Tuesday, October 20, 2009

Interesting Review

I can't tell if this is an honest review that aims to flatter, or a flattering review that contains pointed barbs.

Has anyone here seen the play?
"Acting is deft across the board, and the quicksilver pacing, along with gorgeous technical theater, keeps the play afloat—even the facile last scene Dardai added that makes a vapid reference to terrorism (not to mention completely compromises Chesterton’s message) remains buoyant in the hands of director and cast."
(Emphasis added by Ed.)


  1. what's the added scene at the end?

  2. Hey there! I'm with New Leaf Theatre, the producing company of Bilal Dardai's adaptation of The Man Who Was Thursday that is - as you've noted before - running through Nov. 21 in Chicago.

    We're definitely interested in hearing from more of the Chestertonian set about the choices Bilal has made in bringing Thursday to our audience. There are a number of other local reviews (listed in the sidebar at http://newleaftheatre.org/current.php) that show a pretty interesting split on how Bilal has (we think) respectfully adapted the novel into the theatrical form. Many critics walked into our theater with some kind of preconceived notion of Chesterton, and that has in most cases influenced their reaction to the adaptation in interesting ways. Each adaptive choice is a tough one, and like any adaptation it's going to create controversy - but, the script is also technically still in development, so it's a unique time to join the conversation.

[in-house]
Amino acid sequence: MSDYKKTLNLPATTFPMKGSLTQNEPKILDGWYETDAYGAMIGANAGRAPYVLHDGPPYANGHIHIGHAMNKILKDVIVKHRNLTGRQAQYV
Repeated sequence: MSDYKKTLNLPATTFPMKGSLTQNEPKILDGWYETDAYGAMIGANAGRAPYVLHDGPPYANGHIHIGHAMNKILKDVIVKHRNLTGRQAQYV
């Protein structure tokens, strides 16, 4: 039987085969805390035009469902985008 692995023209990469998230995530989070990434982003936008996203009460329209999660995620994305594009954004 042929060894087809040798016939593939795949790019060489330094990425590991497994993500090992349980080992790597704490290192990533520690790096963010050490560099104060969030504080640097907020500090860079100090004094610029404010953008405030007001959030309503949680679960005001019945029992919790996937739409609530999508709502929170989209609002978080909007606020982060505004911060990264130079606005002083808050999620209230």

We're really committed at New Leaf to having open and in depth dialogue with our audience, and it has been wonderful to see how both die-hard Chesterton fans and folks not yet exposed to Chesterton have enjoyed the show and both loved and hated the way that we've brought Chesterton's characters alive. And ultimately that unique conceptual approach to the work may be the reason to adapting any literary work to film or stage - the goal is to find that creative way to open the door to an audience with various levels of exposure to the source material and various abilities to understand and operate within the specific cultural contexts of 1908.

    Anyway, it's been a fascinating process for us. We're so excited to hear how you respond!


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